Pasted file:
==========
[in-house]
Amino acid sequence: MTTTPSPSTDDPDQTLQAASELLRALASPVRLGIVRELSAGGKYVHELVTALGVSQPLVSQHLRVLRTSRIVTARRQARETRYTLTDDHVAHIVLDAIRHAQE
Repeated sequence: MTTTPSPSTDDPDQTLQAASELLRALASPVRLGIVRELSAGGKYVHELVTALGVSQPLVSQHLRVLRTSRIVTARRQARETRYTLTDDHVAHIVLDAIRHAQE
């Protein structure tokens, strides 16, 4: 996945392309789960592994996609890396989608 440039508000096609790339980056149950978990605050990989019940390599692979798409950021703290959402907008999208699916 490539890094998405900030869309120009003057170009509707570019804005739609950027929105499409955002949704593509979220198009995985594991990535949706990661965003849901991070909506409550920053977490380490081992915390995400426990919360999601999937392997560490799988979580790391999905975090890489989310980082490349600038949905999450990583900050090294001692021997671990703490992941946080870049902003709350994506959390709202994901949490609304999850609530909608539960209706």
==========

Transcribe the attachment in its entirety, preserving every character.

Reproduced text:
[in-house]
Amino acid sequence: MTTTPSPSTDDPDQTLQAASELLRALASPVRLGIVRELSAGGKYVHELVTALGVSQPLVSQHLRVLRTSRIVTARRQARETRYTLTDDHVAHIVLDAIRHAQE
Repeated sequence: MTTTPSPSTDDPDQTLQAASELLRALASPVRLGIVRELSAGGKYVHELVTALGVSQPLVSQHLRVLRTSRIVTARRQARETRYTLTDDHVAHIVLDAIRHAQE
């Protein structure tokens, strides 16, 4: 996945392309789960592994996609890396989608 440039508000096609790339980056149950978990605050990989019940390599692979798409950021703290959402907008999208699916 490539890094998405900030869309120009003057170009509707570019804005739609950027929105499409955002949704593509979220198009995985594991990535949706990661965003849901991070909506409550920053977490380490081992915390995400426990919360999601999937392997560490799988979580790391999905975090890489989310980082490349600038949905999450990583900050090294001692021997671990703490992941946080870049902003709350994506959390709202994901949490609304999850609530909608539960209706």